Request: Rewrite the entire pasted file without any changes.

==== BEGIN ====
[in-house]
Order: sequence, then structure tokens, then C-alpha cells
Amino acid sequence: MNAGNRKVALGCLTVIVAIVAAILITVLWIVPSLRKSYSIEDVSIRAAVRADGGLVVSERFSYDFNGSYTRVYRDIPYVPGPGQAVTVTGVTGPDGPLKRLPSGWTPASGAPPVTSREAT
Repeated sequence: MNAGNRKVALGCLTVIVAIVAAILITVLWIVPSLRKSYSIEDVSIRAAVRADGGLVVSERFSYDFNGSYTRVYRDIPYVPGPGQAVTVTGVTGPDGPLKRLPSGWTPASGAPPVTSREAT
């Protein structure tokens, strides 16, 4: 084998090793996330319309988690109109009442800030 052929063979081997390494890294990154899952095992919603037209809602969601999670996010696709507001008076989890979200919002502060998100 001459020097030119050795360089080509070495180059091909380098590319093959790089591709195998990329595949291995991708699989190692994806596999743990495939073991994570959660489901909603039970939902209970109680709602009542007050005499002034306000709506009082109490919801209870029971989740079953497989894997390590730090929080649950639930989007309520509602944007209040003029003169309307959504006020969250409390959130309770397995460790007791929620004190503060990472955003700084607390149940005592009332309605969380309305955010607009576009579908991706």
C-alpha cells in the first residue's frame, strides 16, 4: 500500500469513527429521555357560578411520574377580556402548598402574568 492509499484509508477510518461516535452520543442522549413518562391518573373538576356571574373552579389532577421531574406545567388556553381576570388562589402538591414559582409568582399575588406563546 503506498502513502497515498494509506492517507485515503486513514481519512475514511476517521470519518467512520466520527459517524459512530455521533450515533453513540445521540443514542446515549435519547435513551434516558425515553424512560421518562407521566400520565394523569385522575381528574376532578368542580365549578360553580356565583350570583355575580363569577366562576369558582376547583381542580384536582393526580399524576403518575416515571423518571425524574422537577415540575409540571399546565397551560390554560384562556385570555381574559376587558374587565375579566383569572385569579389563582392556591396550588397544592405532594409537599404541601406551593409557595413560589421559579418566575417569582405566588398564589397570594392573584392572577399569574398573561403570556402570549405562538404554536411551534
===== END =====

[in-house]
Order: sequence, then structure tokens, then C-alpha cells
Amino acid sequence: MNAGNRKVALGCLTVIVAIVAAILITVLWIVPSLRKSYSIEDVSIRAAVRADGGLVVSERFSYDFNGSYTRVYRDIPYVPGPGQAVTVTGVTGPDGPLKRLPSGWTPASGAPPVTSREAT
Repeated sequence: MNAGNRKVALGCLTVIVAIVAAILITVLWIVPSLRKSYSIEDVSIRAAVRADGGLVVSERFSYDFNGSYTRVYRDIPYVPGPGQAVTVTGVTGPDGPLKRLPSGWTPASGAPPVTSREAT
């Protein structure tokens, strides 16, 4: 084998090793996330319309988690109109009442800030 052929063979081997390494890294990154899952095992919603037209809602969601999670996010696709507001008076989890979200919002502060998100 001459020097030119050795360089080509070495180059091909380098590319093959790089591709195998990329595949291995991708699989190692994806596999743990495939073991994570959660489901909603039970939902209970109680709602009542007050005499002034306000709506009082109490919801209870029971989740079953497989894997390590730090929080649950639930989007309520509602944007209040003029003169309307959504006020969250409390959130309770397995460790007791929620004190503060990472955003700084607390149940005592009332309605969380309305955010607009576009579908991706």
C-alpha cells in the first residue's frame, strides 16, 4: 500500500469513527429521555357560578411520574377580556402548598402574568 492509499484509508477510518461516535452520543442522549413518562391518573373538576356571574373552579389532577421531574406545567388556553381576570388562589402538591414559582409568582399575588406563546 503506498502513502497515498494509506492517507485515503486513514481519512475514511476517521470519518467512520466520527459517524459512530455521533450515533453513540445521540443514542446515549435519547435513551434516558425515553424512560421518562407521566400520565394523569385522575381528574376532578368542580365549578360553580356565583350570583355575580363569577366562576369558582376547583381542580384536582393526580399524576403518575416515571423518571425524574422537577415540575409540571399546565397551560390554560384562556385570555381574559376587558374587565375579566383569572385569579389563582392556591396550588397544592405532594409537599404541601406551593409557595413560589421559579418566575417569582405566588398564589397570594392573584392572577399569574398573561403570556402570549405562538404554536411551534